Seth Dutton, first enlisted in Phinney’s Regiment, May 19, 1775, and George Knight was the drummer of the same company, but enlisted four days before.

David Jordan served three years in the army and moved to Albany, Maine.

Solomon Jordan was in Capt. Abner Lowell’s, Matross Co. at Falmouth Neck in 1777, and was in the army probably at least three years.

Mark Merrill first enlisted in colonel Phinney’s Regiment, May 15, 1775, and was probably a long service man.

William Stevens served in Captain Richard Mayberry’s Co. at Dorchester Heights from August to December 1776 and was probably a three years soldier in Capt. Paul Ellis’s Co. Capt. Ellis was killed at Monmouth.

Abraham Young was also in Mayberry’s Co. In 1776. He was town clerk and died at Gray in January 1829. HIs wife Rebecca married a Washburn and probably lived at Paris, Me.

Nathaniel Young probably moved to Greenwood, Me.

Jonah Stevens was probably Jonas Stevens, a son of Capt. Jonas, and enlisted May 15, 1775, in Phinney’s Regiment.

George Lesley was in Capt. Richard Mayberry’s Co. at Dorchester Heights in Col. Ebenezer Francis, Regt. In 1776.

Nathan Noble, of Cols. Francis’ and Tupper’s Regt. was killed in the battle of Saratoga, Oct. 1, 1777, in his fifty fifth year. He first served at Louisburg in 1745, then again in the expedition to recapture that fortress in 1757, was in the expedition at Lake Champlain, in 1758 and 1769, served at the Siege of Boston in 1776, and enlisted Jan. 1777 for three years. He was in the retreat from Fort Ticonderoga in 1777, in the battles of Hubbardton, Stillwater and Saratoga. His two sons also served in the army. Reuben went to Mount Desert, and Nathan, Jr. was one of the early settlers of Norway, Me. He was my grandfather’s grandfather.

The plantation records of New Boston are lost. They were brought to Portland to be used in a law suit and never were returned. If they are in existence they should be returned to the town of Gray, as they are of great value in relation to the early history of that town.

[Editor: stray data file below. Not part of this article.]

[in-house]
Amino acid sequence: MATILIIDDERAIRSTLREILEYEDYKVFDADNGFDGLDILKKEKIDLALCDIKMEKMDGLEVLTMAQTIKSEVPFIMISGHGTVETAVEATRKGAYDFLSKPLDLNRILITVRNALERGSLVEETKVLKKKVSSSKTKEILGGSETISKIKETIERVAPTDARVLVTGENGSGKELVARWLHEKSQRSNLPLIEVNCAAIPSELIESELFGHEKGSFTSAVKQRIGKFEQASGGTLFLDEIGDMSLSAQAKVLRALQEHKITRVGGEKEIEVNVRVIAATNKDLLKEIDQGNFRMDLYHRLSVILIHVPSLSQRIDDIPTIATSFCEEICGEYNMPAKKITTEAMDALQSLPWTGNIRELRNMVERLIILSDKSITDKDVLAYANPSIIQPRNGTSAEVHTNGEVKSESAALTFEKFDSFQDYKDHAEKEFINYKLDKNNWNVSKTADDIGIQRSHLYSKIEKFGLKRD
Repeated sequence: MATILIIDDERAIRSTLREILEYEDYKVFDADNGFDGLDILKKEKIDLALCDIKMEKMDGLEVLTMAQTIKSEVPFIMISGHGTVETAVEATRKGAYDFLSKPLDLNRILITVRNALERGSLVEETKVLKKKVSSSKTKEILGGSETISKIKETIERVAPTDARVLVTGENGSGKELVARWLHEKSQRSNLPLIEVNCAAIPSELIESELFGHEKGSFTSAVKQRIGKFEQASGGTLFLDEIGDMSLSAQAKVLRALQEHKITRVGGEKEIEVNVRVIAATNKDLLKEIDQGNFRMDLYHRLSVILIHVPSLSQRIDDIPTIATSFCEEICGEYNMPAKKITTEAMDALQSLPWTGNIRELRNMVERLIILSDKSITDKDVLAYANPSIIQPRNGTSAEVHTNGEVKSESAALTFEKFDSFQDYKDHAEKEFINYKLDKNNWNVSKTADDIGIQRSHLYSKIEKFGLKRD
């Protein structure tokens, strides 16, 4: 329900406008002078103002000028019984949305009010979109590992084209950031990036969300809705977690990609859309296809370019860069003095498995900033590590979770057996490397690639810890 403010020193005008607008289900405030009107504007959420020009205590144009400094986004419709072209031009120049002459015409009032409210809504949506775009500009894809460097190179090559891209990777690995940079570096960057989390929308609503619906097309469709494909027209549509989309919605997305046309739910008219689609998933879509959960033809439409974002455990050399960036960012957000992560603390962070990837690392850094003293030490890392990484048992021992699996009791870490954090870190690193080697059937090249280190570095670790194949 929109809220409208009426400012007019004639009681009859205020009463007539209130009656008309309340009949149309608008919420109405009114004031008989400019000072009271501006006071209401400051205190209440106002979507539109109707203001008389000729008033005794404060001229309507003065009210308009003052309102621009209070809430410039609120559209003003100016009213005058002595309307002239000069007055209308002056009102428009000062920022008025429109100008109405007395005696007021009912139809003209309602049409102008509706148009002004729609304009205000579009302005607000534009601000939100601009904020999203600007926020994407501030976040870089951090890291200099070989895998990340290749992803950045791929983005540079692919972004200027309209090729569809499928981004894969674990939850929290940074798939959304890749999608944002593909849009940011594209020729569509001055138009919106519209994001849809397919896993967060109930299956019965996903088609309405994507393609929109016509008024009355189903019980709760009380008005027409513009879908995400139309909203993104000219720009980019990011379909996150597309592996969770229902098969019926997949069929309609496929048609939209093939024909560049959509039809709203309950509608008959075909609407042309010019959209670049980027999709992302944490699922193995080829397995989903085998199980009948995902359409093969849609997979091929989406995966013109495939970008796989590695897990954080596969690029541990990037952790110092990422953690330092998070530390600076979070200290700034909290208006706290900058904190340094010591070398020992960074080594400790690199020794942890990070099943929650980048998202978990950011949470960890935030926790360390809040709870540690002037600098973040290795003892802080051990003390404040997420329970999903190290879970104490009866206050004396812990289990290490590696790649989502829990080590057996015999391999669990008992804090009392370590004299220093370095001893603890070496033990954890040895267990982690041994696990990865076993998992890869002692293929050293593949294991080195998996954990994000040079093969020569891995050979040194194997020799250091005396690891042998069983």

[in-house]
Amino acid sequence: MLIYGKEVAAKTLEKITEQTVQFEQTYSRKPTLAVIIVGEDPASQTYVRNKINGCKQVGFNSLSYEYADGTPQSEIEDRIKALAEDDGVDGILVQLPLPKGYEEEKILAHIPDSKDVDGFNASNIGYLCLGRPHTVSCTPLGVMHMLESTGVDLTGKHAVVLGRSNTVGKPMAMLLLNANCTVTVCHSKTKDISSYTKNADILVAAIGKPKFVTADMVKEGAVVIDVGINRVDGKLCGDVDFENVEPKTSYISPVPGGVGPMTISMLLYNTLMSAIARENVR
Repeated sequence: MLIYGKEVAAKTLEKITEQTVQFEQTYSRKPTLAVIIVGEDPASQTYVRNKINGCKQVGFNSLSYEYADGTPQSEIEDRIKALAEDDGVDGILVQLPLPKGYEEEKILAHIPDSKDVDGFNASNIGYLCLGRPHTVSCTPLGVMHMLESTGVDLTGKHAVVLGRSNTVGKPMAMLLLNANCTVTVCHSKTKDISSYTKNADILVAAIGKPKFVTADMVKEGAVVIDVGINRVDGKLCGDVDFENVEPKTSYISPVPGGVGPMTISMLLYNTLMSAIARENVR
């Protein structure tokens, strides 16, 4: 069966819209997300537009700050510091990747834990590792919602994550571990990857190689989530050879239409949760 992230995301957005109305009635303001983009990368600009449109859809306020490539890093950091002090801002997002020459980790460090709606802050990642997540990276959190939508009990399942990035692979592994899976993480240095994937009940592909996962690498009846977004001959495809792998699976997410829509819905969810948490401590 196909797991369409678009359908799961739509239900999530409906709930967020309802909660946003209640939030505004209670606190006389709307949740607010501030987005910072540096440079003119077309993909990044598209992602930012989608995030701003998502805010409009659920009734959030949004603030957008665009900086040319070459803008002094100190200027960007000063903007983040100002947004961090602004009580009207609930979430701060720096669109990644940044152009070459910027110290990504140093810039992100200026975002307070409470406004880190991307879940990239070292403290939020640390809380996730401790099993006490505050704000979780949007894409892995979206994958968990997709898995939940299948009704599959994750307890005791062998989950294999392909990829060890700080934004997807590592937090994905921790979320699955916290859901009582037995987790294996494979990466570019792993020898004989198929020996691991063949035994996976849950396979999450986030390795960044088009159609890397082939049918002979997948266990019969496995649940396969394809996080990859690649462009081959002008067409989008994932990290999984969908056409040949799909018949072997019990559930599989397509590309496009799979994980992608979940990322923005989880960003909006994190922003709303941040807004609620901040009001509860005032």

In August 1777, the inhabitants of New Boston petitioned for an act of Incorporation, and June 19, 1778 the town of Gray was incorporated. Then it was stated that the number of families in town exceeded sixty, but only thirty-eight names were signed to the petition. They were as follows: Samuel Nash, *Jabez Mathews, *Jonas Stevens, *William Webster, John Nash.
Jeremiah Hobbs, Jeremiah Hobbs, Jr., Joseph Stevens, Joseph Weeks, Daniel Cumming, George Douty. *James Douty, *Nathan Merrill, Daniel Libby, *Abraham Young, John Jinks, *Mark Merrill, *Richard Hayden, *John Mors, *William Grele, *Samuel Thompson, James Russell, Richard Merrill Jr., James Humphrey, *Reuben Noble, Thomas White, Joseph Cummings, Nicholas Mains, David Orne, *Daniel Heaney, Richard Merrill, *Isaac Fister, *Nathaniel Young, Elijah Jordan, Nathan Morse, Nathan Knight, Clement Haydn and *Joel Stevens.

Those marked with * are said to have been in the army, but the probability is that nearly every one performed some service during the war. William Grele was the son of Alice Grele who kept the famous tavern on Falmouth Neck at that time.

Those that served the town as selectmen during the war were. Capt. Willian Webster, Daniel Libby, Daniel Cummings, Major Jabez Mathews, Capt. Jonas Stevens, Sergt. Samuel Thurston, Lieut. David Small, Samuel Thomson, Gideon Ramsdell, David Hunt. and Lieut. Jedidiah Cobb.

The town clerks were David Clark, David Orne. and Jedidiah Cobb, and the town treasurers were David Orne and David Hunt.

At the town meeting, in 1778, Nathan Merrill, Thomas White, and Richard Hayden were elected to the Committee of Safety.

In addition to those already named who served in the Revolutionary army from Gray, were Joseph Allen, Daniel Knight and Levi Morse who probably served three years, Moses Twitchell, senior, who enlisted in Col. Phinney’s Regt. July 8, 1778, joined Arnold’s expedition and was killed or died Nov. 9, 1775, and James Lesley who enlisted in the same regiment May 20, 1775. There were also Asa Libby, Jonathan Hayden, Amaziah Delano, James Welch, William Libby, Samuel Stowell, Jonas Humphrey, Elisha Commons and John Cushing, who lived in the town then or moved there afterwards, who were soldiers of the Revolution.

This is but an imperfect list of the patriots of the young township of Gray, but it shows the spirit of those early settlers in the times when their souls were tried.  They were struggling in their poverty to make themselves a home in the wilderness where they could enjoy the fruits of their labors, but they never shirked their responsibility to their country. They had always lived a life of freedom and were determined always to be free. No sacrifice was too great for them to make that their children, to the latest generations, should have a government of the people.

“A debt we ne’er can pay
 To them is justly due;
 And to the nation’s latest day
 Our children’s children still can say,
 They died for me and you.”